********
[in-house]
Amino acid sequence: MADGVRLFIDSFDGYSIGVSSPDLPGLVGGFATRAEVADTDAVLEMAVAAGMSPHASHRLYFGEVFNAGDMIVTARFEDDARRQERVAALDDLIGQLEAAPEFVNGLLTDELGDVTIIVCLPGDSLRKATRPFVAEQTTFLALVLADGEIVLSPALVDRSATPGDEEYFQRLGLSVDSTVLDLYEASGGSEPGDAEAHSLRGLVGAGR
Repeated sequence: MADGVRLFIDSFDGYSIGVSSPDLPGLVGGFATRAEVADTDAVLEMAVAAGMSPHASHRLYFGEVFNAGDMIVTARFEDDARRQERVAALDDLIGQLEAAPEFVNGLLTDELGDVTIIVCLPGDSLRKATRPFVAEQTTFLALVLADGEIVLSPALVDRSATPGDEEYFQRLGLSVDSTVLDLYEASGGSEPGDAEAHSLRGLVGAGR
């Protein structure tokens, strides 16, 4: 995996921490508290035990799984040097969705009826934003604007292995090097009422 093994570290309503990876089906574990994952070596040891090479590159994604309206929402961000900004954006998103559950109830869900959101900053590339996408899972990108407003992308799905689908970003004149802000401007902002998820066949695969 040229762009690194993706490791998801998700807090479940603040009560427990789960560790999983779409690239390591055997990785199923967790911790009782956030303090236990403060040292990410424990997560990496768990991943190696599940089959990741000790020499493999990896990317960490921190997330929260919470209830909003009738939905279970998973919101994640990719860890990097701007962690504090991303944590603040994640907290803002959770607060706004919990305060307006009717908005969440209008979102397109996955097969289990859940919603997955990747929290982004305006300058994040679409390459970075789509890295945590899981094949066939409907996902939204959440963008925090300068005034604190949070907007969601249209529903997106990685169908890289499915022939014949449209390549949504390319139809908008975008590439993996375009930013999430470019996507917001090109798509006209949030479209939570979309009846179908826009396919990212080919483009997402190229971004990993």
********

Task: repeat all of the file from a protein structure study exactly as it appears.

[in-house]
Amino acid sequence: MADGVRLFIDSFDGYSIGVSSPDLPGLVGGFATRAEVADTDAVLEMAVAAGMSPHASHRLYFGEVFNAGDMIVTARFEDDARRQERVAALDDLIGQLEAAPEFVNGLLTDELGDVTIIVCLPGDSLRKATRPFVAEQTTFLALVLADGEIVLSPALVDRSATPGDEEYFQRLGLSVDSTVLDLYEASGGSEPGDAEAHSLRGLVGAGR
Repeated sequence: MADGVRLFIDSFDGYSIGVSSPDLPGLVGGFATRAEVADTDAVLEMAVAAGMSPHASHRLYFGEVFNAGDMIVTARFEDDARRQERVAALDDLIGQLEAAPEFVNGLLTDELGDVTIIVCLPGDSLRKATRPFVAEQTTFLALVLADGEIVLSPALVDRSATPGDEEYFQRLGLSVDSTVLDLYEASGGSEPGDAEAHSLRGLVGAGR
């Protein structure tokens, strides 16, 4: 995996921490508290035990799984040097969705009826934003604007292995090097009422 093994570290309503990876089906574990994952070596040891090479590159994604309206929402961000900004954006998103559950109830869900959101900053590339996408899972990108407003992308799905689908970003004149802000401007902002998820066949695969 040229762009690194993706490791998801998700807090479940603040009560427990789960560790999983779409690239390591055997990785199923967790911790009782956030303090236990403060040292990410424990997560990496768990991943190696599940089959990741000790020499493999990896990317960490921190997330929260919470209830909003009738939905279970998973919101994640990719860890990097701007962690504090991303944590603040994640907290803002959770607060706004919990305060307006009717908005969440209008979102397109996955097969289990859940919603997955990747929290982004305006300058994040679409390459970075789509890295945590899981094949066939409907996902939204959440963008925090300068005034604190949070907007969601249209529903997106990685169908890289499915022939014949449209390549949504390319139809908008975008590439993996375009930013999430470019996507917001090109798509006209949030479209939570979309009846179908826009396919990212080919483009997402190229971004990993």